UCD Science Hack Day ‘hackathon’ aims to turn ideas into reality
‘People make things from scratch, they start with nothing and end up with something new and fun’
An image from Science Hack Day 2014 in the Innovation Academy at UCD
A walk-through laser maze; an automatic feeder for calves; a low-cost piece of kit to take medical measurements; a radio-controlled car that can build 3D models of its surroundings.
Those are among the ideas at Science Hack Day Dublin this weekend at University College Dublin, which will see teams form and build or “hack” new creations.
“It is a 36-hour hackathon where people make things from scratch, they start with nothing and end up with something new and fun,” explains organiser Dr David McKeown, a research engineer at UCD.
“It’s about hacking science, either by getting your hands dirty with hardware or playing with data to come up with new insights and creations.”
Now in its fourth year, the annual event is focused on fun and creating a social environment where over-18s who are curious or interested in making can work together, he adds. “It’s not just for scientists, we need engineers and artists and designers, and this year we will have a poet in residence [Kate Dempsey].”
It works like this: ahead of the event, people post ideas for hacks on the website.
At the start of the hackathon, they present those ideas and gather teams, who will spent the weekend turning the ideas into reality, or at least a partial reality.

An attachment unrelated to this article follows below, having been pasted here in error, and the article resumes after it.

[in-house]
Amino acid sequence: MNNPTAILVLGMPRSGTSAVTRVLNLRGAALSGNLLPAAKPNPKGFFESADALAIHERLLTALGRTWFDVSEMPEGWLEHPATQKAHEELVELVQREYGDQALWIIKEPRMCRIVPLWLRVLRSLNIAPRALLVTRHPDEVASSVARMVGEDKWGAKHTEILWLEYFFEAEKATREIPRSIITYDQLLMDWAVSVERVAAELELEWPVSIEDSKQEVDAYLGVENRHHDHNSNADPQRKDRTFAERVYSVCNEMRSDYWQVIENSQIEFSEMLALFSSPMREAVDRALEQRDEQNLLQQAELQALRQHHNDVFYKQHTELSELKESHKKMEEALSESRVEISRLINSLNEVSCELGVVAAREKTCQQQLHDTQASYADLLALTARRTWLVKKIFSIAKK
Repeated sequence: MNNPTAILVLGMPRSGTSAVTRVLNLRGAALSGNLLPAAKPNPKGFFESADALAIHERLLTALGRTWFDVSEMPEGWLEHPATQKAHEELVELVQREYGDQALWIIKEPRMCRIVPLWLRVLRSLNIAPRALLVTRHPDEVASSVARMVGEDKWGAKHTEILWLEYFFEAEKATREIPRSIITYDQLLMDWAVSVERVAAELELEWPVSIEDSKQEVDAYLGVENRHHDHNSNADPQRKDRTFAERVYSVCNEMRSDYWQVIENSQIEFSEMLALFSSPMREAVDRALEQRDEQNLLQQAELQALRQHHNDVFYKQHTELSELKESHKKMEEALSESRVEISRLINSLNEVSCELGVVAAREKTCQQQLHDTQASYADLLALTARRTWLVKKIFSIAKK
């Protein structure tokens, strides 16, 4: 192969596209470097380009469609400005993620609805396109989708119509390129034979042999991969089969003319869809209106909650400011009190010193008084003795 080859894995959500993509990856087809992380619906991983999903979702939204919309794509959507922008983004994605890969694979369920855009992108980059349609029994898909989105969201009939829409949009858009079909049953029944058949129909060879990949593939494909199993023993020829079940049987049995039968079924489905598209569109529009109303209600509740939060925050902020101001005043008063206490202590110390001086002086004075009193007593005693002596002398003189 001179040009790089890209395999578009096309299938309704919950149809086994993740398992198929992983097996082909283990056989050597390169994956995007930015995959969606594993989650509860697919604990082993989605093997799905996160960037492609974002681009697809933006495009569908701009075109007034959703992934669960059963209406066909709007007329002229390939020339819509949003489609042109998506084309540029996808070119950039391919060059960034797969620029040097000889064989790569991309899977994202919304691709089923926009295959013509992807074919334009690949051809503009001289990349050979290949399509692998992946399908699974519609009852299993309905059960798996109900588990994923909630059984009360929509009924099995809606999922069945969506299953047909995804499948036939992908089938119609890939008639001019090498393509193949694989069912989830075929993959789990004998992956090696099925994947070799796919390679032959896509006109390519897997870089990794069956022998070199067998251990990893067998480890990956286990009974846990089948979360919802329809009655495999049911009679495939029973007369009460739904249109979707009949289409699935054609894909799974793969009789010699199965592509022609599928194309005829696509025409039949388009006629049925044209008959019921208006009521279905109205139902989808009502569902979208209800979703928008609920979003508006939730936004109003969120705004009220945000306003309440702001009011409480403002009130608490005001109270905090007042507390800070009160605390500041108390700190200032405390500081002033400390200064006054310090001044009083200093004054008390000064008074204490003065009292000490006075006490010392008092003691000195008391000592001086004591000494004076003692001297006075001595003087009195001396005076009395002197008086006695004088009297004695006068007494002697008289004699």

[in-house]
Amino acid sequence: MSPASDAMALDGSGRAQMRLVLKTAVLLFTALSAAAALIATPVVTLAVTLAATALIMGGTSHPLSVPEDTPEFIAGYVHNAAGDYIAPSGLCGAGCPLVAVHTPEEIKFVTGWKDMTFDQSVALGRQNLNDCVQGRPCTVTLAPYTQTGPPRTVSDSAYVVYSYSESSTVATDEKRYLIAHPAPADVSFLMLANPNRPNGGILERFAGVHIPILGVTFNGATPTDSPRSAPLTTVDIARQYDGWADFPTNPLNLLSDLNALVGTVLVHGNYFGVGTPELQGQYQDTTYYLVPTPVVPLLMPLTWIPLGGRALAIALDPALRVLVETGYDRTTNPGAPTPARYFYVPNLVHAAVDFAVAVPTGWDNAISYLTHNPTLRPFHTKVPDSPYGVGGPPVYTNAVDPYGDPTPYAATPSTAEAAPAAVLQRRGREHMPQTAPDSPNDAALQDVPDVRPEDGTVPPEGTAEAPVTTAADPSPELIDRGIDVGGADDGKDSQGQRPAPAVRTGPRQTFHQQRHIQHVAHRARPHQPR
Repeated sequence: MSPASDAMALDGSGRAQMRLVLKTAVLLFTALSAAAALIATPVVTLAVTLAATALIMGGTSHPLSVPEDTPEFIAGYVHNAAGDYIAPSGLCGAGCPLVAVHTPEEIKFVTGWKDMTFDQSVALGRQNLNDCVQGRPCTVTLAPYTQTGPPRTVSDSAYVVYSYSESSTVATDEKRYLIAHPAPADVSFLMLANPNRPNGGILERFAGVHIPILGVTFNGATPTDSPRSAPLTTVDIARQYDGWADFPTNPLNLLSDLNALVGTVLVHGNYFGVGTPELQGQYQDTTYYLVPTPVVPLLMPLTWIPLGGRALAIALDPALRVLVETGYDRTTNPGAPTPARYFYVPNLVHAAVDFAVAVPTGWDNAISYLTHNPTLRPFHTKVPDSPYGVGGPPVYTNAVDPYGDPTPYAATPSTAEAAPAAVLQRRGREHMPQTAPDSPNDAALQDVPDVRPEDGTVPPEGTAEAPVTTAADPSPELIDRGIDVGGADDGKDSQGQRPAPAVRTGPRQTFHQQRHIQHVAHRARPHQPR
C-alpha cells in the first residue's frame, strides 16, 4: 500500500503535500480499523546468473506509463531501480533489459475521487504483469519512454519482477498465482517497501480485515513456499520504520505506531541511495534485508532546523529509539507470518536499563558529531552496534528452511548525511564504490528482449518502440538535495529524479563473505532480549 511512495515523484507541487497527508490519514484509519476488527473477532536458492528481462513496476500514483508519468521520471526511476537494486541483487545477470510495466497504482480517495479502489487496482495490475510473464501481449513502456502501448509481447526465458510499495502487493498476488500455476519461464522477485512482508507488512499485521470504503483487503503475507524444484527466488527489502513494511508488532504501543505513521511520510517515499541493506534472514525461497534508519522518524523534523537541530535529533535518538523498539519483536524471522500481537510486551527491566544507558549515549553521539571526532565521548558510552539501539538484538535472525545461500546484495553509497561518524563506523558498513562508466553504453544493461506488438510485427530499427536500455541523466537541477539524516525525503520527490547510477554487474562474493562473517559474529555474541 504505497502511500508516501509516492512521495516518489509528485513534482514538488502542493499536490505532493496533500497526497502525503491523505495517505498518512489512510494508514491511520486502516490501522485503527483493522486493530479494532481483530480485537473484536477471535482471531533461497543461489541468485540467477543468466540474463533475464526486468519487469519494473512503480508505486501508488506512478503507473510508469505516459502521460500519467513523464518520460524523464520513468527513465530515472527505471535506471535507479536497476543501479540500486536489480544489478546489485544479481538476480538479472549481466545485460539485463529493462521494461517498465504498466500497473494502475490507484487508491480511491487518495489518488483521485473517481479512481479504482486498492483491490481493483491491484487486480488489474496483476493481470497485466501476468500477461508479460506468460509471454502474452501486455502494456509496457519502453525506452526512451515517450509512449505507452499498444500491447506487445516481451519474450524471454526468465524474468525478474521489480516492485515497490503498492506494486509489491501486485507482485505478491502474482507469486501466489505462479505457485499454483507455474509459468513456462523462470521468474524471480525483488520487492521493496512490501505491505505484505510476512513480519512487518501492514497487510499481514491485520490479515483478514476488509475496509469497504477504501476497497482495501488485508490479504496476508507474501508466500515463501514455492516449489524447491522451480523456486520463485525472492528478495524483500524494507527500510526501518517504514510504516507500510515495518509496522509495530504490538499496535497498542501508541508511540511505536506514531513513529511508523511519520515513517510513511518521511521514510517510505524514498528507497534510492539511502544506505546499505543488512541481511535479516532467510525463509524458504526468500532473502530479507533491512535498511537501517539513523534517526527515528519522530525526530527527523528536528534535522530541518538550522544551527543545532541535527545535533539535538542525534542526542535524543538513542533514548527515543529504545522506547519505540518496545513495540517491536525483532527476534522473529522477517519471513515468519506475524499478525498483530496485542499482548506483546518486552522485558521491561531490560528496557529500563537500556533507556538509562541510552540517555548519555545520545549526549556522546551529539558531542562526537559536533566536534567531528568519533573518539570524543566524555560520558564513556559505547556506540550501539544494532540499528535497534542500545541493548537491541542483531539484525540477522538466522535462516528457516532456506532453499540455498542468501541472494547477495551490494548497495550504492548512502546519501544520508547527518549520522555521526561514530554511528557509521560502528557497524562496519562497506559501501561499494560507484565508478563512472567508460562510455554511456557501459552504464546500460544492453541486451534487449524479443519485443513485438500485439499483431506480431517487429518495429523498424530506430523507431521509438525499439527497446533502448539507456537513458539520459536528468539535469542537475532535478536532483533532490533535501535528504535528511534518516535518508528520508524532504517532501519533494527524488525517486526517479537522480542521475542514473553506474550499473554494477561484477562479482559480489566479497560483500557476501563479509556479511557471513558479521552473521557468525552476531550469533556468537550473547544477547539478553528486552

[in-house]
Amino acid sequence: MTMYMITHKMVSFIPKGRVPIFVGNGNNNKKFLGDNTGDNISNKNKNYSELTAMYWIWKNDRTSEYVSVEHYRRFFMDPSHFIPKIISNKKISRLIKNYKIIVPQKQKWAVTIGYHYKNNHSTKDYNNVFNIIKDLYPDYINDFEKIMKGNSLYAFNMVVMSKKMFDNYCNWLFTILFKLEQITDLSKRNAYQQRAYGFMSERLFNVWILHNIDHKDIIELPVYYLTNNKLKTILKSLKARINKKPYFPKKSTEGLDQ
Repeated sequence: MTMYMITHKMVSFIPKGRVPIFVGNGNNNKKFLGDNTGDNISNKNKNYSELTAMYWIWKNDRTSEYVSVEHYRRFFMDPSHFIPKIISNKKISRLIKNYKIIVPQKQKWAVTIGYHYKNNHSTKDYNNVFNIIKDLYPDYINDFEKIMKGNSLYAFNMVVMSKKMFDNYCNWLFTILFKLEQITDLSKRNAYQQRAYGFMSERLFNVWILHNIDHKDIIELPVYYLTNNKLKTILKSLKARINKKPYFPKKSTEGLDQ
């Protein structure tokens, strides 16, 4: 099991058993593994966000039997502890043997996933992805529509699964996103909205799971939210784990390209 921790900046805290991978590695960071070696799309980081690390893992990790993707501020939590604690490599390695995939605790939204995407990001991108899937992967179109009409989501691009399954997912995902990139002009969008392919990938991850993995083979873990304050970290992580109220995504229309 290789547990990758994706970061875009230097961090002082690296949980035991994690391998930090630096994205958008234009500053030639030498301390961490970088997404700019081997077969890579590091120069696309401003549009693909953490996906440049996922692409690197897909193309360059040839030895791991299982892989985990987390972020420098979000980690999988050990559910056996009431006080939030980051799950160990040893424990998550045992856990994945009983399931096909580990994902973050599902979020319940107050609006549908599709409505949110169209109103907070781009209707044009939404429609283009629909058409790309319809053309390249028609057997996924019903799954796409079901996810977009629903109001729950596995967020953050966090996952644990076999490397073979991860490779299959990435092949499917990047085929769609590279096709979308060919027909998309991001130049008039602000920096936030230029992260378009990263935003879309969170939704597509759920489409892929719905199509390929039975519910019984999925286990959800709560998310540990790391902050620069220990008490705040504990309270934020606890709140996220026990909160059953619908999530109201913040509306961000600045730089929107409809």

‘Internet of toast’
Last year, the resulting hacks included trousers that incorporated drum pads, a self-playing xylophone, a neat visualisation and analysis tool for air pollution, a “concentration box” that encouraged undergraduate chemistry students to do a calculation to unlock the box and get a treat, and an “internet of toast” toaster that could let you control the degree of toastiness from your phone.
In a move to reduce barriers to people getting involved, this year Science Hack Day Dublin introduced a bursary to help out participants with costs such as childcare and travel expenses. “The hackathon itself is free and we feed everyone, but people can still have costs and we wanted to make sure those wouldn’t stand in the way,” says McKeown.
And while registration for the event is fully booked, he encourages people to come along on Sunday afternoon to see the teams present their progress and demonstrate their hacks.
Ireland is one of about 20 countries where Science Hack Days are organised and Ariel Waldman, global director of Science Hack Day, will be on hand in UCD this weekend to judge the creations for various awards.
“Science Hack Day’s mission is just to get excited and make things with science. This can be something silly, it can be something serious. We don’t really mind which direction you want to go with something – it’s just about mashing up different topics, mediums and people to explore and create new things,” she says.
“It has been amazing to watch it grow.”
Science Hack Day Dublin takes place on November 14th and 15th at UCD Innovation Academy, Belfield, Dublin 4.